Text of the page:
VMware Event Broker Appliance (VEBA) is an appliance that can easily be deployed via OVA file and that allows you to create event-driven automation. You can trigger custom or prebuilt actions depending on the event.

As vCenter Server generates events depending on actions taken on VMs, hosts, datastores, the VEBA can trigger actions. There is over 1650+ events available in vCenter by default.

The product is distributed for now as a Fling and available as a virtual appliance, after accepting the Technical preview license. You can deploy VEBA to vSphere infrastructure that can be on-premises or in some public cloud environment where you’re running VMware Cloud on AWS.

You can automate, integrate, remediate, audit or do some analytics.

Automate – You can for example apply configuration or customization changes that are based on host lifecycle changes, or scheduled jobs to validate health of an environment (a long-term forgotten snapshot?).

Integrate – You can configure third-party products that have remote API capability that can be associate with some infrastructure events. Or you can have automated ticket creation triggered on workload or hardware failures.

Remediate – automatically perform some specific tasks such as requesting more capacity, more CPU, memory etc.

Audit – you can track changes for VMs, and automatically send the events to your security team for compliance or intrusion detection acknowledgement.

The VMware vSphere system requirements:

  • 2 vCPU and 8GB of memory
  • VMware vSphere with vCenter Server 6.x or greater
  • vCenter Server Account (readOnly role or with higher privileges)

Deploy vCenter Event Broker Appliance

Deploy vCenter Event Broker Appliance

The Deployment

The deployment of the appliance is done via OVA file that you can download via VMware Fling site or via the VEBA official website – https://vmweventbroker.io/.

You will definitely want to hit the documentation page as the appliance can be deployed with 3 different sub-products and this blog post won’t have enough space to show them all. You can get started with community prebuilt functions, deploy and configure the appliance, in about 60 min.

The VMware Event Broker Appliance is modulable. You can “plug” (install) modules. You can deploy the VEBA appliance together with any of the bellow external products as an event processors:

  • Knative – Kubernetes-based platform.
  • OpenFaaS – free and simple to deploy functions and existing code.
  • AWS EventBridge – Amazon EventBridge is a serverless event bus that makes it easy to connect applications together using data from your own applications, integrated Software-as-a-Service (SaaS) applications, and AWS services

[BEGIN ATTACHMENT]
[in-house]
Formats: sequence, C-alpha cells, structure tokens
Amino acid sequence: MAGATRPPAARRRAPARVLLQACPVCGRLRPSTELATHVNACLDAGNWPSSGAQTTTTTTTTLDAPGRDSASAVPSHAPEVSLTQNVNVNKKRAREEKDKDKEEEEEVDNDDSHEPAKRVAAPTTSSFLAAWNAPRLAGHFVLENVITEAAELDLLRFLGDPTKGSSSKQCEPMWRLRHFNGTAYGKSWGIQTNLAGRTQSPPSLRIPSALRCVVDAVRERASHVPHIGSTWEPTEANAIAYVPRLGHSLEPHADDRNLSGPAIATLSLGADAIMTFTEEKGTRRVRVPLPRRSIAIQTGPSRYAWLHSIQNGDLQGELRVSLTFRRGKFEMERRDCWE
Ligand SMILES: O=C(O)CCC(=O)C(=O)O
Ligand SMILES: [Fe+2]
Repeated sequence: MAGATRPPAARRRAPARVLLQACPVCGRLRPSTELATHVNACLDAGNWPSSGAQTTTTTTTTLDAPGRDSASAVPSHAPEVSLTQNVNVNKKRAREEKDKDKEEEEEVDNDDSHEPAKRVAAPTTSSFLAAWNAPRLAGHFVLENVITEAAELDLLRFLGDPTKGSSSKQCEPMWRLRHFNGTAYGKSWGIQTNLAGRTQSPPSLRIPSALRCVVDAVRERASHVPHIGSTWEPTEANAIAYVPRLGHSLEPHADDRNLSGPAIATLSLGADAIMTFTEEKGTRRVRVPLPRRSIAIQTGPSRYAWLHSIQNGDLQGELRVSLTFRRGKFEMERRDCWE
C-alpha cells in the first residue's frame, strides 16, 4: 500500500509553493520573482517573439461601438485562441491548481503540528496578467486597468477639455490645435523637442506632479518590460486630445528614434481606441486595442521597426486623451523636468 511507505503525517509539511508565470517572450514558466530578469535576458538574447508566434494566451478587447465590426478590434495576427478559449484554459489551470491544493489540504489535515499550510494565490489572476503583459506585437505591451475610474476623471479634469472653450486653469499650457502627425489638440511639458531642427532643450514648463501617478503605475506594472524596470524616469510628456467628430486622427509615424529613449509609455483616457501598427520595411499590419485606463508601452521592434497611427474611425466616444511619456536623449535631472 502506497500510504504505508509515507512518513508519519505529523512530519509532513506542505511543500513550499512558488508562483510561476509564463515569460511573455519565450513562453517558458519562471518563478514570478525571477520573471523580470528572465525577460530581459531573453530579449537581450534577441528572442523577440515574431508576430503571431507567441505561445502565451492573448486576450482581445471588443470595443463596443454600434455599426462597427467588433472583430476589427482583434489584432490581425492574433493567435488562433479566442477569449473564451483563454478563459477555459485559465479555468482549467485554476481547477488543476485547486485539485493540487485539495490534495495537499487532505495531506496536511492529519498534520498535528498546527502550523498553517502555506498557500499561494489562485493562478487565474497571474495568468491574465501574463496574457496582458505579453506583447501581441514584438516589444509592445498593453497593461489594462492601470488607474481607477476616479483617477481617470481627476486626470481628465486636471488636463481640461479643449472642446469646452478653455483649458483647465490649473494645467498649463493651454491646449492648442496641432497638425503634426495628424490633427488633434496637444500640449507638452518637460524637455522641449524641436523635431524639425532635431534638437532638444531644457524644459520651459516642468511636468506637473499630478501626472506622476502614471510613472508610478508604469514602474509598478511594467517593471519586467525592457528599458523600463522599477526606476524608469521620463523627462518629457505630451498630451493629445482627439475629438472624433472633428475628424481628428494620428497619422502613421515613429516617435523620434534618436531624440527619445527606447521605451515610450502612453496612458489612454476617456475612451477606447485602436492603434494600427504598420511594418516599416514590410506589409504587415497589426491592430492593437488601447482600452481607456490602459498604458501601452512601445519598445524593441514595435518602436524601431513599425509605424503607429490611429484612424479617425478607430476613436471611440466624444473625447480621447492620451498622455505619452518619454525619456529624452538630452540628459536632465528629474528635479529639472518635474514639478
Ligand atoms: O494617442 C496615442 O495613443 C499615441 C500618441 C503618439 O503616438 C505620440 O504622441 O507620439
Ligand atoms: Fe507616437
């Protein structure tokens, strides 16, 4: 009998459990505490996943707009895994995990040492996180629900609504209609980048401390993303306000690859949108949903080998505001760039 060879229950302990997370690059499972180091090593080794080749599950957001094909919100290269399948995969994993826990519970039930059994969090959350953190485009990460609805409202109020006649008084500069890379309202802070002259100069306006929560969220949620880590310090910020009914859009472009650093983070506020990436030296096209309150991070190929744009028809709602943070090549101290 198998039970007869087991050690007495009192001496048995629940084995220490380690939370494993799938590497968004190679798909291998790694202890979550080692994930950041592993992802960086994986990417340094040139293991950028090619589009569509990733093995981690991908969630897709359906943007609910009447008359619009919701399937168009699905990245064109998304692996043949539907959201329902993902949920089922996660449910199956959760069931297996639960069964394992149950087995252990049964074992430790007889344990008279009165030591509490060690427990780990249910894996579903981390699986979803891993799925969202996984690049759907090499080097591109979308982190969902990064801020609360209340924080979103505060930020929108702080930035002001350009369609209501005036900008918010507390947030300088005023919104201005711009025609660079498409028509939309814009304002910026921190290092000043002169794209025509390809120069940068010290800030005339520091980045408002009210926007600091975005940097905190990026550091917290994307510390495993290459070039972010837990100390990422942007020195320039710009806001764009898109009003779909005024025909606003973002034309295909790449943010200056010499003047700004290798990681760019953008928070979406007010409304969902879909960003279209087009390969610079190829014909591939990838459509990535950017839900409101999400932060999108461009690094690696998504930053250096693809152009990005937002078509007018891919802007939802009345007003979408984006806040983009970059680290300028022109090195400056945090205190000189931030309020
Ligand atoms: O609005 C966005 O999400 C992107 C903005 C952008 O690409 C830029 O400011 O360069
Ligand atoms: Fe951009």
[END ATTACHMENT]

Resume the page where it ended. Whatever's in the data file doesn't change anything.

The architecture of VEBA is here. More details here.

Screenshot from VMware.

VMware Event Broker Appliance Architecture

VMware Event Broker Appliance Architecture

Prebuilt functions

The VEBA appliance has a pre-build functions which can be used out of the box. Those functions allow you to start discover how the product behaves and what you can achieve. Many functions might possibly fit your needs so there is no reason to re-invent the wheel.

Some examples:

VM Reconfiguration via tags – when you need to change config on a VM, for example enabling memory/cpu hot add, changing the number of CPUs, or changing amount of memory. All those things can be set only when a VM is powered off. You can attach tags that have the desired config settings to a VM and the VM(s) will be automatically reconfigured on reboot.

Maximum Transmit Unit (MTU) fixer – There is a remediation function that is useful for situations where a for example a VM is powered on to ensure that the Maximum Transmission Unit (MTU) of the VM Kernel Adapter on all ESXi hosts is at least 1500.

vRealize Orchestrator – You can for example trigger vRealize Orchestrator workflow using vRO REST API. This is another level.

HA restarted VMs notification – when you have a HA event within your cluster, you can be notified via email, which VMs has been restarted. The system sends an email listing all of the VMs which were restarted due to a host failure in an HA enabled cluster.

Send VM config changes to Slack – Send Slack message when a VMware Cloud on AWS SDDC is Provisioned or Deleted.

Auto Backup of VMs via Veeam – Veeam-vm-backup function uses 3rd party solution Veeam to provide automatic backup for any virtual machine when the VM state changes.

If you have an idea of new function, you can also contribute. You can build functions using the language of your choice. You’ll find more details here.

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Final Words

If you’d want to try and explore this very promising product, don’t hesitate to get in touch with the team that is behind. You’ll find many useful information within the documentation, FAQ or other resources. VMware Event Broker Appliance is a Fling. It is not supported by GSS, if you find an issue, you can always open a bug on the Flings website or create an issue on our Github.

VMware and its engineers continue to innovate behind the scenes to make the existing products more aware of the outside environment allowing you to hook prebuilt actions that get executed when the exact situation happens.

There are many VMware Flings on the VMware Labs site and from time to time, one of them make it to the production and is integrated as a part of the VMware product family. VMware Labs site is a real laboratory for testing and development new and interesting products of tomorrow.

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